The Arizona Territory was an organized territory of the United States that existed between 1863 and 1912, when the state of Arizona was admitted to the US. The territory was created after numerous debates about splitting the New Mexico Territory. During the American Civil War, the United States and the Confederate States had different motives for dividing the New Mexico Territory. Each claimed a territory named Arizona that was a portion of the former New Mexico Territory. The two Arizona territories played a significant role in the western campaign of the Civil War.
After the expansion of the New Mexico Territory in 1853 by the Gadsden Purchase, proposals for a division of the territory and the organization of a separate Territory of Arizona in the southern half of the territory were advanced as early as 1856. The first proposals for the Arizona Territory were not based on the current north-south division, but rather a division along an east-west line.
The first proposal dates from a conference held in Tucson that convened on August 29, 1856. The conference issued a petition to the U.S. Congress, signed by 256 people, requesting organization of the territory and elected Nathan P. Cooke as the territorial delegate to Congress. In January 1857, the bill for the organization of the territory was introduced into the United States House of Representatives, but the proposal was defeated on the grounds that the population of the proposed territory was yet too small. Later a similar proposal was defeated in the Senate. The proposal for creation of the territory was controversial in part because of the perception that the New Mexico Territory was under the influence of southern sympathizers who were highly desirous of expanding slavery into the southwest.
In February 1858, the New Mexico territorial legislative adopted a resolution in favor of the creation of the Arizona territory, but with a north-south border along the 109th meridian, with the additional stipulation that all the Indians of New Mexico would be removed to northern Arizona.
In April 1860, impatient for Congress to act, a convention of thirty-one delegates met in Tucson and adopted a constitution for a provisional territorial government of the area south of 34 degrees north. The delegates elected Lewis Owings as provisional governor.
At the outbreak of the Civil War, sentiment in the territory was in favor of the Confederacy. Territorial secession conventions were called at Mesilla and Tucson in March 1861 that adopted an ordinance of secession, established a Provisional Confederate Territory of Arizona with Owings as its governor, and petitioned the Confederate Congress for admission.
Early in war, the Confederacy regarded the territory as a valuable route for possible access to the Pacific Ocean, with the specific intention of capturing California. In July 1861, a small Confederate force of Texans under the command of Lieutenant Colonel John R. Baylor assaulted Fort Fillmore at Mesilla in the eastern part of the territory. After the fort was abandoned by the Union garrison, Baylor's force cut off the fleeing Union troops and forced them to surrender. On August 1, Baylor issued a "The Proclamation to the People of the Territory of Arizona", taking possession of the territory for the Confederacy, with Mesilla as the capital and himself as the governor. Baylor's subsequent dismantling of the existing Union forts in the territory left the white settlers at the mercy of the Apache, who quickly gained control of the area and forced many of the white settlers to seek refuge in Tucson.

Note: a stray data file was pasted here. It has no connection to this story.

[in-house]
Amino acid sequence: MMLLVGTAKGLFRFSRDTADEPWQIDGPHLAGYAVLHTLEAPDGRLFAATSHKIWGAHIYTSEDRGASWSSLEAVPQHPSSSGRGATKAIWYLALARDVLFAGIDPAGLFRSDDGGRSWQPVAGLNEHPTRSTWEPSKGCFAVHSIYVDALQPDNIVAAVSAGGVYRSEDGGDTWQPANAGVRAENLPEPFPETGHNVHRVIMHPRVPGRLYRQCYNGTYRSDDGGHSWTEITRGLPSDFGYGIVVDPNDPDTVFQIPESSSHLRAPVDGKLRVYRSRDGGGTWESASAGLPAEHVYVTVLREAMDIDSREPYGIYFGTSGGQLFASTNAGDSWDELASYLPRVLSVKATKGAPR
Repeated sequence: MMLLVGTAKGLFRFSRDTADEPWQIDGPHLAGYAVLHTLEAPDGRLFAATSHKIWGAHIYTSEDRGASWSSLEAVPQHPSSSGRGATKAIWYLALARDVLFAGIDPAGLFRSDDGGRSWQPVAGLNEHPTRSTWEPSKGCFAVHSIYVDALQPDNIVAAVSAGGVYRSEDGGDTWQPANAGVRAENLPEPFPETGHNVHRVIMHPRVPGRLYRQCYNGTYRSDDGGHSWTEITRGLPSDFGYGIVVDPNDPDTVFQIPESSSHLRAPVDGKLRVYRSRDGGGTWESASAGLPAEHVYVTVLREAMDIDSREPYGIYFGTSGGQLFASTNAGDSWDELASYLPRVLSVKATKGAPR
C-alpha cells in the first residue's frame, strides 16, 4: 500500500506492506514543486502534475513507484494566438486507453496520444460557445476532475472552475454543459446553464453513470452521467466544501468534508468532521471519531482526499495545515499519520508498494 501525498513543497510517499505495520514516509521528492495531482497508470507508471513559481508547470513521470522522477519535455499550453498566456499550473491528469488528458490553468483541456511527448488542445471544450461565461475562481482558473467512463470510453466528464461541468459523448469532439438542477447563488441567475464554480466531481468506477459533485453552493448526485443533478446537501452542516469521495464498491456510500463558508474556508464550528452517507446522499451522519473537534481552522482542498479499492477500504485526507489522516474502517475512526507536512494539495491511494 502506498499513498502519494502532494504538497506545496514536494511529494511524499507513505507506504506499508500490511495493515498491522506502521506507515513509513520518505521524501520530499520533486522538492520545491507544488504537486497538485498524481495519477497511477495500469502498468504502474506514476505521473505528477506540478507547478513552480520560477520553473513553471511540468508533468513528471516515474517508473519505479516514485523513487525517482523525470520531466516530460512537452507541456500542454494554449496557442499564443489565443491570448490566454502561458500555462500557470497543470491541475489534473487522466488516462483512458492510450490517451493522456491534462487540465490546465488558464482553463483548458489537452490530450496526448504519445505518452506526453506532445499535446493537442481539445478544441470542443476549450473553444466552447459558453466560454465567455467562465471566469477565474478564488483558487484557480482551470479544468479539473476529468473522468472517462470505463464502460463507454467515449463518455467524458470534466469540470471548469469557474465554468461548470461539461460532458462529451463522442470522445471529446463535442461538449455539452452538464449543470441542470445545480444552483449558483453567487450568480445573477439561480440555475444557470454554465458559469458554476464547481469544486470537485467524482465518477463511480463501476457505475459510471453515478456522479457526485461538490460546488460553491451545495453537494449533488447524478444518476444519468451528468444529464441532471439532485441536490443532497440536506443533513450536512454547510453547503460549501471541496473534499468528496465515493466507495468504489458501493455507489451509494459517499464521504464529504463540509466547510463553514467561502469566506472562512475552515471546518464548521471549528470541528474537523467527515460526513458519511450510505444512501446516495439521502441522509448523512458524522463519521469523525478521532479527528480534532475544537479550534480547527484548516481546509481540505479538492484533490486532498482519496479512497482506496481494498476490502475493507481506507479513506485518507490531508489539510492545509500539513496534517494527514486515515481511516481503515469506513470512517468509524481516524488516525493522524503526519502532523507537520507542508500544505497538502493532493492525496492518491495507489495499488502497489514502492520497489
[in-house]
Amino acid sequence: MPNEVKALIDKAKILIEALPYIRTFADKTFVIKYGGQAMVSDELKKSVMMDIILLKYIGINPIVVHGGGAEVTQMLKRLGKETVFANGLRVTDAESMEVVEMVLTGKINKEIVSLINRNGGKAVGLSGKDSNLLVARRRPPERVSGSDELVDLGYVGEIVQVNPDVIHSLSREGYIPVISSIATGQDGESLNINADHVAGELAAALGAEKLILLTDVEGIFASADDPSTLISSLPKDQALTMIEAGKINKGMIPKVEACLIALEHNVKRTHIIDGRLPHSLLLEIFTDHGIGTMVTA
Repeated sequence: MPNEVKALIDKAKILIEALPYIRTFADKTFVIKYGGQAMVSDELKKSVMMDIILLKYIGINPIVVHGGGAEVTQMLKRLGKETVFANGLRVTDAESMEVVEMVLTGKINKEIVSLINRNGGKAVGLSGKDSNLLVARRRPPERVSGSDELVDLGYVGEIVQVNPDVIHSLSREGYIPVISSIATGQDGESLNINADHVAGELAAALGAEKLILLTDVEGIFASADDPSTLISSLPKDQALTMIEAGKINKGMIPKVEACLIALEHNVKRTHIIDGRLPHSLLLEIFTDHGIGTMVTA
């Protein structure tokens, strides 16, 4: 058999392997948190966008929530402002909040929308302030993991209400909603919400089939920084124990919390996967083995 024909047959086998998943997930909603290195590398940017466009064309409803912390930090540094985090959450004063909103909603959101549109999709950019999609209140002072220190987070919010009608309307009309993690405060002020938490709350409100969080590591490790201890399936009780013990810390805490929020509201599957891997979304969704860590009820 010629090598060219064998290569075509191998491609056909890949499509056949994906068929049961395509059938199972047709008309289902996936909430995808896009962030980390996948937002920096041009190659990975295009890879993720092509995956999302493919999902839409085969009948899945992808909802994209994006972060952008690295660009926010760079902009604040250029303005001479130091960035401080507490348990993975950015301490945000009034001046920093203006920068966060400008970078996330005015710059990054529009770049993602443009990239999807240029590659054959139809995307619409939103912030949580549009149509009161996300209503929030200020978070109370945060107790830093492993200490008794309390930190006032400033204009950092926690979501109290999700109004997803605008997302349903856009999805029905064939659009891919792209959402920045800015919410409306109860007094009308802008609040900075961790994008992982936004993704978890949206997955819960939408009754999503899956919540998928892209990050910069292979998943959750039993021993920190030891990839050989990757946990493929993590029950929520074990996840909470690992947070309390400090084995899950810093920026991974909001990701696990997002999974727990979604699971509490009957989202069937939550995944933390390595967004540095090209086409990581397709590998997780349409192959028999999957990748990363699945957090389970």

On August 28, a convention met again in Tucson and declared that the territory formed the previous year was part of the Confederacy. Granville H. Oury was elected as delegate to the Confederate Congress. Oury drafted legislation authorizing the organization of the Confederate Territory of Arizona. The legislation passed on January 13, 1862, and the territory was officially created by proclamation of President Jefferson Davis on February 14.
The following month, in March 1862, the U.S. House of Representatives, now devoid of the southern delegates and controlled by Republicans, passed a bill to create the United States Arizona Territory using the north-south border of the 107th meridian. The use of a north-south border rather than an east-west one had the effect of denying a de facto ratification of the Confederate Arizona Territory. The house bill stipulated that Tucson was to be capital. The final bill passed the Senate in February 1863 without the Tucson-as-capital stipulation, and was signed into law by President Abraham Lincoln on February 24, the date of the official organization of the US Arizona Territory. The first capital was at Prescott, in the northern Union-controlled area.
The territory was admitted to the Union as the 48th state on February 14, 1912.
See also 
- American Civil War, 1861–1865
- Arizona Territory (CSA), 1861–1862
- Apache Wars, 1851–1886
- Gadsden Purchase, 1853
- Governors of the Territory of Arizona
- Historic regions of the United States
- History of Arizona
- James Reavis, The 'Baron of Arizona'
- Mexican-American War, 1846–1848
- Navajo Wars, 1846–1865
- Territorial evolution of the United States
- Territory of Spain that encompassed land that later became part of the Territory of Arizona:
- States of Mexico that encompassed land that later became part of the Territory of Arizona:
- U.S. territories that encompassed land that later became part of the Territory of Arizona:
- U.S. states that encompass land that had once been part of the Territory of Arizona:
- Cheek, Lawrence W. (1995). Arizona. Oakland, CA: Compass American Guides. ISBN 1-878867-72-5
- Cunniff, M.G. (January 1906). "The Last of the Territories". The World's Work: A History of Our Time XI: 7108–7119. Retrieved 2009-07-10.
- Sheridan, Thomas E. (1995). Arizona: A History. Tucson, AZ: The University of Arizona Press. ISBN 0-8165-1515-8